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Hudson & Brand: Inquiry Agents of the Obscure


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As of this writing, it looks to have hit ALL the defined Stretch Goals (the first 4) -- they need to figure out the details of the next ones (levels are posted, but no rewards); at the rate this is going, they may need several more levels, beyond what they originally envisioned ... 

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I'd rather they manage to keep things deliverable than go crazy with stretch goals.

Stretch goals can be the derailment of schedules.

Keep the extra money as profit or as a purse to finance a new kickstarter later on.

Or even discount a small sum off existing backers.

Edited by groovyclam
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3 hours ago, groovyclam said:

I'd rather they manage to keep things deliverable than go crazy with stretch goals.

Stretch goals can be the derailment of schedules.

Keep the extra money as profit or as a purse to finance a new kickstarter later on.

Or even discount a small sum off existing backers.

My hope is they're already prepared and just awaiting announcement.  If not, then the last option would be very nice.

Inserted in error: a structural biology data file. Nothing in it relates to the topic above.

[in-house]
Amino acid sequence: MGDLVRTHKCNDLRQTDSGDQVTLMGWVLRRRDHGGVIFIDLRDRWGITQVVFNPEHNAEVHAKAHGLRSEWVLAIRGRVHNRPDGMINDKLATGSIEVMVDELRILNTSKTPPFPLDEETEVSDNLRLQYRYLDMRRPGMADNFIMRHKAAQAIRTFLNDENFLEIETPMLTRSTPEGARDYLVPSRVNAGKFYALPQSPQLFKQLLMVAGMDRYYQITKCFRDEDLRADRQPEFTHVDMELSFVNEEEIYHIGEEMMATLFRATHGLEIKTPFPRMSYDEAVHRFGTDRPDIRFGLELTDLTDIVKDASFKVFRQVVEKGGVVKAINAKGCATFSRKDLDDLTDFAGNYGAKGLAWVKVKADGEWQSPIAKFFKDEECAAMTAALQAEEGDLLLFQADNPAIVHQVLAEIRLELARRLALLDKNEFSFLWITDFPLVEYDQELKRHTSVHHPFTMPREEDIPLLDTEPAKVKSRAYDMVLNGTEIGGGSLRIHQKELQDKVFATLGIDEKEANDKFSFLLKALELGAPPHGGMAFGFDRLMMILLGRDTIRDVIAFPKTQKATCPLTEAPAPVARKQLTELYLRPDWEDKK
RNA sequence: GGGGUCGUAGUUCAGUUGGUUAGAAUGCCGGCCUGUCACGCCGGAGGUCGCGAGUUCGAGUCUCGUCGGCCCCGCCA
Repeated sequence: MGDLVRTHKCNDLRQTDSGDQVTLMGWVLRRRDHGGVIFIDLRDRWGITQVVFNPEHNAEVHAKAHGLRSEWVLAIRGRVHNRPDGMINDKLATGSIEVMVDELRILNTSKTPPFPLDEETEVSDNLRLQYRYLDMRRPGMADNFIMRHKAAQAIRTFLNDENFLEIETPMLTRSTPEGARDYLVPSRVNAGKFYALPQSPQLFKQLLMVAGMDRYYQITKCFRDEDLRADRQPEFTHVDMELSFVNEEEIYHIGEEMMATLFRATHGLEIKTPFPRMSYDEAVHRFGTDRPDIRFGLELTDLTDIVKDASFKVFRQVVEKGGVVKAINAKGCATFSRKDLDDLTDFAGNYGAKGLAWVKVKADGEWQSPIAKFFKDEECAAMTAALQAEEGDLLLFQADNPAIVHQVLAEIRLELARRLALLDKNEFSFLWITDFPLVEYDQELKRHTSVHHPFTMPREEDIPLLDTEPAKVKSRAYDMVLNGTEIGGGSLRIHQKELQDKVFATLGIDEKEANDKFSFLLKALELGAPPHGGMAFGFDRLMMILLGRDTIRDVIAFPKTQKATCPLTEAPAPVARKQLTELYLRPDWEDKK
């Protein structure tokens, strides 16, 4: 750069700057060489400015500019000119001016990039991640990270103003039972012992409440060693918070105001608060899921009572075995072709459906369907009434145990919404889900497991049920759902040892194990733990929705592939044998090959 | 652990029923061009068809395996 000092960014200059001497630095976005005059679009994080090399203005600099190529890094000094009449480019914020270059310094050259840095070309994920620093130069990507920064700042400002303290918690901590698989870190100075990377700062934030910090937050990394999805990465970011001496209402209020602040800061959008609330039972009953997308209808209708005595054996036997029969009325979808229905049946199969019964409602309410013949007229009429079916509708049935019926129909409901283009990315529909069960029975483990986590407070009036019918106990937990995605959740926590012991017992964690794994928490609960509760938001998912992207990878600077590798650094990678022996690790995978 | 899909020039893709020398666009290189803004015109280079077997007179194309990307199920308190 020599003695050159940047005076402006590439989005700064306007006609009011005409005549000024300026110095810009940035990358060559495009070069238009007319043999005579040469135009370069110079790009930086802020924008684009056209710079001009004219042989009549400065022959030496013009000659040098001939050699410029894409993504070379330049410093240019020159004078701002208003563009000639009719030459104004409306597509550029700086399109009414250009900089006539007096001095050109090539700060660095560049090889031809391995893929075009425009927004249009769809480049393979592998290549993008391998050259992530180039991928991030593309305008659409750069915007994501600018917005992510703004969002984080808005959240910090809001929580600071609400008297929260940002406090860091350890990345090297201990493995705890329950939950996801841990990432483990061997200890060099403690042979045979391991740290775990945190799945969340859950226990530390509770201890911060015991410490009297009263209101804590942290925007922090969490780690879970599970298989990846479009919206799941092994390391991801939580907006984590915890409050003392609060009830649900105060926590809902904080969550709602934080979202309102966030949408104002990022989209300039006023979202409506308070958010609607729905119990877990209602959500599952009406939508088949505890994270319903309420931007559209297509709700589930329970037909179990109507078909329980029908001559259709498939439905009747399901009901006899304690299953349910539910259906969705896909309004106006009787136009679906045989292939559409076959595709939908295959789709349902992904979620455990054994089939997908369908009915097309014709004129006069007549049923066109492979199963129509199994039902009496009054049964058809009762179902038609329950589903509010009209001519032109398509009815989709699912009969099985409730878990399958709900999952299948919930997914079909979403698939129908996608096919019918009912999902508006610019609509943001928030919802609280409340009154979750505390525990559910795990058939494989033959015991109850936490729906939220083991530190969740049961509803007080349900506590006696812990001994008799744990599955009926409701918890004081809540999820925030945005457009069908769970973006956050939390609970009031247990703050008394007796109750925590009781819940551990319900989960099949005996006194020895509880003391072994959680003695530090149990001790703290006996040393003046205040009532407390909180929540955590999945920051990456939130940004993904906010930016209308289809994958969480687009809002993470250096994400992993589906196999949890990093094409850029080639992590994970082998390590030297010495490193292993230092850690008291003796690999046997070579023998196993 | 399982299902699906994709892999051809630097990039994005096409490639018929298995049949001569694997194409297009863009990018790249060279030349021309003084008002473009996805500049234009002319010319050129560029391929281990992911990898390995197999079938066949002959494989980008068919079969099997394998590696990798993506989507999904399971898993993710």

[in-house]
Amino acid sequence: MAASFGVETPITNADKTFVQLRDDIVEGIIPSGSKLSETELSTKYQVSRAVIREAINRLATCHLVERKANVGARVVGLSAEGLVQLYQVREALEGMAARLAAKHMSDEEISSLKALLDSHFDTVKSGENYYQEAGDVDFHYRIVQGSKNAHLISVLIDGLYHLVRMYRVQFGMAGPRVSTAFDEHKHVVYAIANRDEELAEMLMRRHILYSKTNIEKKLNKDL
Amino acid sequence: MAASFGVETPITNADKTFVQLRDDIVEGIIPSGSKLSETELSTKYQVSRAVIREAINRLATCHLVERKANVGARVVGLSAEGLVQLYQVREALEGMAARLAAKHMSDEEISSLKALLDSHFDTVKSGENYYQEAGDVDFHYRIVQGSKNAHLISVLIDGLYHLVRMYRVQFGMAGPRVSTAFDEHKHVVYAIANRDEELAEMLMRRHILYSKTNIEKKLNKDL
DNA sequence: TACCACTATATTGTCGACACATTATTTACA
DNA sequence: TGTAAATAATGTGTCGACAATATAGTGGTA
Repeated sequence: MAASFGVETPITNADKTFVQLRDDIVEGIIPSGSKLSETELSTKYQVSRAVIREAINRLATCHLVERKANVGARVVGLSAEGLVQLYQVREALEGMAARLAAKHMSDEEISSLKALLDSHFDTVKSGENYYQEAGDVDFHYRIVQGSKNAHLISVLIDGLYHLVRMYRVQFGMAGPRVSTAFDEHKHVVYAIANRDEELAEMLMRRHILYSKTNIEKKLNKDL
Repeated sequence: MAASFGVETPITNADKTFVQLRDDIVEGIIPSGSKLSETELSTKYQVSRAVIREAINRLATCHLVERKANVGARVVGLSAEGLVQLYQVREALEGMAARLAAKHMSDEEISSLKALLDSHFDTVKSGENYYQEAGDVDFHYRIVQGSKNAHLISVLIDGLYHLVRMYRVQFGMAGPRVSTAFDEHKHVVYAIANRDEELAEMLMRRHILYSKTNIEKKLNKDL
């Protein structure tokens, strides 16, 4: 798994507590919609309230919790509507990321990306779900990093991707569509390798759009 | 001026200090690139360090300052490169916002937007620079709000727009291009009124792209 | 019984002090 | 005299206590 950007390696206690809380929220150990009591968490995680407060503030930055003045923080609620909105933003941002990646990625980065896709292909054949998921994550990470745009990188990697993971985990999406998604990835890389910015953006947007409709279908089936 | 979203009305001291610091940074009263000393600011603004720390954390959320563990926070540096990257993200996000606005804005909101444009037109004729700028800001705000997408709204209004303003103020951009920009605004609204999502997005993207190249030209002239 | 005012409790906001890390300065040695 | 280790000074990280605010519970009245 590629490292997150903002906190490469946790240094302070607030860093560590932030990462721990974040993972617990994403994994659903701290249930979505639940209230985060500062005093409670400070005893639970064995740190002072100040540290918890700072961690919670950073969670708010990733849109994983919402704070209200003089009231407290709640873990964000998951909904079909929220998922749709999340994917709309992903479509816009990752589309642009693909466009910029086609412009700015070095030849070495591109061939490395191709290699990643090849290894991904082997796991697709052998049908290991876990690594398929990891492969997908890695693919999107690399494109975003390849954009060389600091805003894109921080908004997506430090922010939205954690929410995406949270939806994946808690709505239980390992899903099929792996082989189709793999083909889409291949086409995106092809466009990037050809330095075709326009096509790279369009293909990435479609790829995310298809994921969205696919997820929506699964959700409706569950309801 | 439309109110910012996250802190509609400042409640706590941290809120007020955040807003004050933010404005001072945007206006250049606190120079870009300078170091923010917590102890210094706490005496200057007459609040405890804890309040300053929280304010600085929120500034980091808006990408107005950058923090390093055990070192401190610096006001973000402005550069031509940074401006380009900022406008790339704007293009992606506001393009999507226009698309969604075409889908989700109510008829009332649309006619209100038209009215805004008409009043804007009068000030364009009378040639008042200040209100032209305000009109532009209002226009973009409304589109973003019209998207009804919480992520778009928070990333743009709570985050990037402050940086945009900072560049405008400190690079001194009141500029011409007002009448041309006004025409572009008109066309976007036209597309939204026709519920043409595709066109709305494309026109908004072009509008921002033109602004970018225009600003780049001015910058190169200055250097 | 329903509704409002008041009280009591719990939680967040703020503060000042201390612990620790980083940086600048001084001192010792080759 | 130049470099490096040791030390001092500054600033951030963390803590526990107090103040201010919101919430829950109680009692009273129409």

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On 9/27/2016 at 6:31 PM, Mankcam said:

Cool, I just backed it at Hardcover Book + PDFs level

Looks great

With the announcement of the new cartography stretch goal unlocked, I upped my pledge from a black and white book to a color book.  Really nothing else will do with what Stygian Fox is planning.

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13 hours ago, BigJackBrass said:

Rather unclear from the Kickstarter whether the supplement is written for 6th or 7th edition, but this has now been asked by a backer and officially answered: despite it being for Gaslight it's written with 7th edition rules. 

I don't know if anything is going to be produced anymore for 1-6e. 

 

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37 minutes ago, Mysterioso said:

I don't know if anything is going to be produced anymore for 1-6e. 

 

Presumably not, aside from fan publications. It's annoying but hardly a major problem; and it would be unreasonable to expect older editions to be catered for.